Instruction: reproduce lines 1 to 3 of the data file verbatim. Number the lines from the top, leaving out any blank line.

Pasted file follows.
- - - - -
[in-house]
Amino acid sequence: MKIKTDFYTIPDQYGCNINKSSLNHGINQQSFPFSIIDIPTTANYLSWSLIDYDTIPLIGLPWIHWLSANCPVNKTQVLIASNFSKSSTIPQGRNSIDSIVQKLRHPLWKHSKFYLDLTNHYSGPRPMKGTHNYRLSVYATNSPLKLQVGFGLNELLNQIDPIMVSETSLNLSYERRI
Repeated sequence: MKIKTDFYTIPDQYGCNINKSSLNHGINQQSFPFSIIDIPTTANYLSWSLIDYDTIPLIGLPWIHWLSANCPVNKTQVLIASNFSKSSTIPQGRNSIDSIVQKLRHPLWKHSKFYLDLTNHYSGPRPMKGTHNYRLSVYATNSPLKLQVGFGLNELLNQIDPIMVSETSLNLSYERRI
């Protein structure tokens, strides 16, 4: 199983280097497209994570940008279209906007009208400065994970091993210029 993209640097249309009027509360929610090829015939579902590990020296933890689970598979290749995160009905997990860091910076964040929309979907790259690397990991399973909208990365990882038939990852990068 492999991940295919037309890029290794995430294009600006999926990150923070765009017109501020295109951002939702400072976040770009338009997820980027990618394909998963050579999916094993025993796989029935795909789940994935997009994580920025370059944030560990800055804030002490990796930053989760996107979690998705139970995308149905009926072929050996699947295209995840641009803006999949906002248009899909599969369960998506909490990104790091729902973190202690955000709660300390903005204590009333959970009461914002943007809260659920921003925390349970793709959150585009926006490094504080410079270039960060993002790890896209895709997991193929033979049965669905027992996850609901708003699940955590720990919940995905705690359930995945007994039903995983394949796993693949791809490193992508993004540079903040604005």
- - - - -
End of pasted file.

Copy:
[in-house]
Amino acid sequence: MKIKTDFYTIPDQYGCNINKSSLNHGINQQSFPFSIIDIPTTANYLSWSLIDYDTIPLIGLPWIHWLSANCPVNKTQVLIASNFSKSSTIPQGRNSIDSIVQKLRHPLWKHSKFYLDLTNHYSGPRPMKGTHNYRLSVYATNSPLKLQVGFGLNELLNQIDPIMVSETSLNLSYERRI
Repeated sequence: MKIKTDFYTIPDQYGCNINKSSLNHGINQQSFPFSIIDIPTTANYLSWSLIDYDTIPLIGLPWIHWLSANCPVNKTQVLIASNFSKSSTIPQGRNSIDSIVQKLRHPLWKHSKFYLDLTNHYSGPRPMKGTHNYRLSVYATNSPLKLQVGFGLNELLNQIDPIMVSETSLNLSYERRI